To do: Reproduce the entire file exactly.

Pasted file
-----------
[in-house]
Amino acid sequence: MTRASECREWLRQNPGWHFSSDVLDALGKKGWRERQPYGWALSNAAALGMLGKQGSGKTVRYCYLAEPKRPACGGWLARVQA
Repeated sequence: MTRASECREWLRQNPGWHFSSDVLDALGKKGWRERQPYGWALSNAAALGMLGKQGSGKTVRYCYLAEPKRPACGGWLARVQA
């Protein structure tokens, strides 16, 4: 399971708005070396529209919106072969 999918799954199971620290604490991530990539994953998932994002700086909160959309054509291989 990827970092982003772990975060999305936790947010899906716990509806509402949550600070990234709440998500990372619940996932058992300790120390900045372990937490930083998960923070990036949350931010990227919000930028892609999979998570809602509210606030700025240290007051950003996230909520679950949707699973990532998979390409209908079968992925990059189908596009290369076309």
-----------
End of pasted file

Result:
[in-house]
Amino acid sequence: MTRASECREWLRQNPGWHFSSDVLDALGKKGWRERQPYGWALSNAAALGMLGKQGSGKTVRYCYLAEPKRPACGGWLARVQA
Repeated sequence: MTRASECREWLRQNPGWHFSSDVLDALGKKGWRERQPYGWALSNAAALGMLGKQGSGKTVRYCYLAEPKRPACGGWLARVQA
């Protein structure tokens, strides 16, 4: 399971708005070396529209919106072969 999918799954199971620290604490991530990539994953998932994002700086909160959309054509291989 990827970092982003772990975060999305936790947010899906716990509806509402949550600070990234709440998500990372619940996932058992300790120390900045372990937490930083998960923070990036949350931010990227919000930028892609999979998570809602509210606030700025240290007051950003996230909520679950949707699973990532998979390409209908079968992925990059189908596009290369076309």